A living shoreline at Wilmer Park, Chestertown, along the Chester River. Photo: Carlin Stiehl/Chesapeake Bay Program

MD Lawmakers Push Bill to Strengthen Living Shorelines

As the Maryland General Assembly begins its next legislative session, environmental and conservation organizations are throwing their support behind a Senate bill that will reform the state’s current living shoreline laws. 

Senate Bill 417 (HB602) sponsored by Sens. Elfreth, Gile and Jackson, aims to curb the continued widespread use of armored shorelines and clarify existing law by promoting the use of living shorelines and provide financial assistance to homeowners who convert hardened shorelines to a natural one in certain priority zones. The bill would require the Department of the Environment, with the Department of Natural Resources, to designate priority shoreline restoration zones and establish a fund for grants to offset the associated costs to residents. 

The bill is on the list of legislative priorities for the Eastern Shore-based organization ShoreRivers. Strengthening the shoreline laws is an urgent matter in a region prone to flooding and erosion, says Chester Riverkeeper Annie Richards. 

“Armored shorelines do prevent erosion, but they’re just a Band-Aid,” Richards said. “As we see increased storm activity, rising tides, and higher water levels, we often see water coming over the bulkheading and eventually blowing out the bulkhead itself.” 

Living shorelines are regarded as a more environmentally sound alternative to structural or armored shorelines such as bulkheads. Designed to emulate a natural, dynamic system, living shorelines consist of rocks, vegetation, and sediment that dampen the destructive energy of waves.  

One goal of the bill is to decrease the number of waivers issued by the MDE which exempt property owners from implementing the living shoreline standards. Homeowners who cite the burden of cost for a living shoreline have been allowed to apply for a waiver. They can also get a waiver if the agency notes environmental conditions such as “excessive [existing] erosion, severe high energy conditions, or extreme water depths” would prevent the effective implementation of a living shoreline.  

Richards explains the cost of a living shoreline generally includes design development and the subsequent approval process, which involves multiple local, state and federal entities and can take up to a year to complete. Acquiring materials and implementing the approved design can greatly fluctuate in cost based on supply and labor availability. 

Thus, the bill also seeks to reinstitute the Coastal Resilience and Shorelines Restoration grant program, which would provide some funding for individual projects. 

Armored shorelines can potentially disrupt habitat for aquatic life. Richards explains that vegetation cannot grow alongside a bulkhead, thus eliminating nursery grounds for fish. A living shoreline has “a stable slope so it can support vegetation growth, sustaining a stable environment for breeding.”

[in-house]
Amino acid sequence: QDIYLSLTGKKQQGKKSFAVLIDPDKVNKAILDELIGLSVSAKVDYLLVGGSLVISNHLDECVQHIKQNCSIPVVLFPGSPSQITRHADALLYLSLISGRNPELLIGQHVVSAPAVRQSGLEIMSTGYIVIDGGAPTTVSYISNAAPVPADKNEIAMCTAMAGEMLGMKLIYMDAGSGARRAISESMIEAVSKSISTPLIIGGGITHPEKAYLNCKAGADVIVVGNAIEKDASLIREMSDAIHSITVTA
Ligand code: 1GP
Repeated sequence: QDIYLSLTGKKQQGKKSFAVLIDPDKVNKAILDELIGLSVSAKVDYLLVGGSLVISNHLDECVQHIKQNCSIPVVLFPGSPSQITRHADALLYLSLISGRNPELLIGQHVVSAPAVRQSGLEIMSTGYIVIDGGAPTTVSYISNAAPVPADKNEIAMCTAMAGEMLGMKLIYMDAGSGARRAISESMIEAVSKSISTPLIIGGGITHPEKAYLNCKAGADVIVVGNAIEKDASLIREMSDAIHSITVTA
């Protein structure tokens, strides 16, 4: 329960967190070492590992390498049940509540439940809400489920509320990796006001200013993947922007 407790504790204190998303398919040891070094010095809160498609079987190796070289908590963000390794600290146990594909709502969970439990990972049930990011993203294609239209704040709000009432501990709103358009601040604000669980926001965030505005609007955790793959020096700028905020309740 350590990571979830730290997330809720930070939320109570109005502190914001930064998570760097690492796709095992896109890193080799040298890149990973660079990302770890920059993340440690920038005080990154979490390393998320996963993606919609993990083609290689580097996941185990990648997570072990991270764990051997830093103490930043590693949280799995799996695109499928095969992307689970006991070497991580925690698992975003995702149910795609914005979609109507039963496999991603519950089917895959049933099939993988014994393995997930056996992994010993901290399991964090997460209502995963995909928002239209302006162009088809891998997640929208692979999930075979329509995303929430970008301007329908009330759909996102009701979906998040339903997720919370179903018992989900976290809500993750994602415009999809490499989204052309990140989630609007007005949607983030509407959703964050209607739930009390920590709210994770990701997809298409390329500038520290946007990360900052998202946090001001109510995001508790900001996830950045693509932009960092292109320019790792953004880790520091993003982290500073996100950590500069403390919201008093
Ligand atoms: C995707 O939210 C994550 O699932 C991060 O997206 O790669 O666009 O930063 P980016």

Beyond the environmental impact, living shorelines provide a benefit to property owners as well.  

“Especially here on the Eastern Shore, we’re going to be hit hardest by sea level rise. Most of our communities are in low-lying areas close to marshes, so they’re going to see aggressive erosion,” Richards said. “The number one reason ShoreRivers is called to do property consults is because of dramatically eroding shorelines.” 

Areas with living shorelines experience less erosion – thus, less property loss – than areas with structured shorelines or no protective shoreline, according to NOAA. The natural elements of a living shoreline system can physically shift and adjust to changing water levels and increased wave intensity, whereas unyielding bulkheads simply get destroyed over time. 

The Maryland bill is akin to a 2022 Virginia law that dictates the state “permits only living shoreline approaches to shoreline management unless the best available science shows that such approaches are not suitable.” If an environmental assessment deems the area unsuitable for a purely living shoreline, it is required that the property owner incorporate elements of a living shoreline “to the maximum extent possible.”   

The Chesapeake Bay Foundation is also supporting the bill. “Constructing more living shorelines and expanding wetlands are our best ways to prepare Maryland’s coastline as sea levels rise due to climate change,” said Doug Myers, CBF’s Maryland Senior Scientist. “Scientists predict sea levels in cherished coastal areas such as Annapolis will rise 1.5 feet by 2050 and 3 feet by 2100, which would overwhelm our current infrastructure. If we continue armoring our shorelines in the face of this reality, we’ll displace floodwaters to communities that can’t afford to build ever-higher sea walls. Prioritizing living shorelines now will ensure more impactful solutions are in place as threats to Maryland’s coastal communities continue to grow.”  

In Virginia, the Clean Water Revolving Loan Fund grants low-interest loans to local governments to aid in the establishment of living shorelines, making it easier for community groups, small businesses, and individuals to choose a more sustainable route to shoreline protection. 

“There are a lot of properties with armored shorelines but there are also still a lot of homeowners that have nothing at all,” said Richards. “We need more to help those people achieve a living shoreline.” 

The bill is scheduled for a hearing before the Senate Education, Energy, and the Environment Committee Feb. 15. 

—Alaina Perdon